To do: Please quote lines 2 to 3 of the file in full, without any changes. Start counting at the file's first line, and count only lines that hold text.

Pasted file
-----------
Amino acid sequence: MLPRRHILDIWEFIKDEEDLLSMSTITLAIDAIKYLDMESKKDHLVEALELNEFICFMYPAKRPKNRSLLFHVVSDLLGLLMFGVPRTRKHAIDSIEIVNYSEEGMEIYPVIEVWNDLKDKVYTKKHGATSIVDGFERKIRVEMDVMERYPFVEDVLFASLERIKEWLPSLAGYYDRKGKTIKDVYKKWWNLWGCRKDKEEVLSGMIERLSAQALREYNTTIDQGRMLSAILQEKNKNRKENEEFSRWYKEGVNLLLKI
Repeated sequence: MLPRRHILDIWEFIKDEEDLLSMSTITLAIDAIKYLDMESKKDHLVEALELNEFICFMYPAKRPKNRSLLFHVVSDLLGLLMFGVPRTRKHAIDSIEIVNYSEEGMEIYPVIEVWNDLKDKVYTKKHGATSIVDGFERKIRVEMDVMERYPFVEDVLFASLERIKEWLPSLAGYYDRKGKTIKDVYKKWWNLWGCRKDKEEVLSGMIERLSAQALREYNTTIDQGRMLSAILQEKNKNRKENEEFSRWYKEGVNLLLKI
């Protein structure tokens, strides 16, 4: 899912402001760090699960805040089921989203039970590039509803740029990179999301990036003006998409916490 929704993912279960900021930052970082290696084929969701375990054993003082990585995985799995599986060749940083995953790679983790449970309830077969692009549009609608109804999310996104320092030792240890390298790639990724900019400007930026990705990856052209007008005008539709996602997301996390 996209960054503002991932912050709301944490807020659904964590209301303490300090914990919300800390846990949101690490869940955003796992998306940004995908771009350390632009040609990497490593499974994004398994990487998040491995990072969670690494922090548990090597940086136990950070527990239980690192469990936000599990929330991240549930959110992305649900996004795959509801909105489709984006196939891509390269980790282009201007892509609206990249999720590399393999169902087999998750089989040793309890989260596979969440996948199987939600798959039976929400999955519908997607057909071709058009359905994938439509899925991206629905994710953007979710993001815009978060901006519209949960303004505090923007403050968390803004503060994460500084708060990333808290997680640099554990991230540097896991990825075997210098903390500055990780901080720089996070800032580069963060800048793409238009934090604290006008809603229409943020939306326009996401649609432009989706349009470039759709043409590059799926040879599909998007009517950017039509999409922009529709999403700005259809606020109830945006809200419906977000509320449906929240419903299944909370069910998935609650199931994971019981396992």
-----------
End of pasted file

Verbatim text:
Repeated sequence: MLPRRHILDIWEFIKDEEDLLSMSTITLAIDAIKYLDMESKKDHLVEALELNEFICFMYPAKRPKNRSLLFHVVSDLLGLLMFGVPRTRKHAIDSIEIVNYSEEGMEIYPVIEVWNDLKDKVYTKKHGATSIVDGFERKIRVEMDVMERYPFVEDVLFASLERIKEWLPSLAGYYDRKGKTIKDVYKKWWNLWGCRKDKEEVLSGMIERLSAQALREYNTTIDQGRMLSAILQEKNKNRKENEEFSRWYKEGVNLLLKI
């Protein structure tokens, strides 16, 4: 899912402001760090699960805040089921989203039970590039509803740029990179999301990036003006998409916490 929704993912279960900021930052970082290696084929969701375990054993003082990585995985799995599986060749940083995953790679983790449970309830077969692009549009609608109804999310996104320092030792240890390298790639990724900019400007930026990705990856052209007008005008539709996602997301996390 996209960054503002991932912050709301944490807020659904964590209301303490300090914990919300800390846990949101690490869940955003796992998306940004995908771009350390632009040609990497490593499974994004398994990487998040491995990072969670690494922090548990090597940086136990950070527990239980690192469990936000599990929330991240549930959110992305649900996004795959509801909105489709984006196939891509390269980790282009201007892509609206990249999720590399393999169902087999998750089989040793309890989260596979969440996948199987939600798959039976929400999955519908997607057909071709058009359905994938439509899925991206629905994710953007979710993001815009978060901006519209949960303004505090923007403050968390803004503060994460500084708060990333808290997680640099554990991230540097896991990825075997210098903390500055990780901080720089996070800032580069963060800048793409238009934090604290006008809603229409943020939306326009996401649609432009989706349009470039759709043409590059799926040879599909998007009517950017039509999409922009529709999403700005259809606020109830945006809200419906977000509320449906929240419903299944909370069910998935609650199931994971019981396992």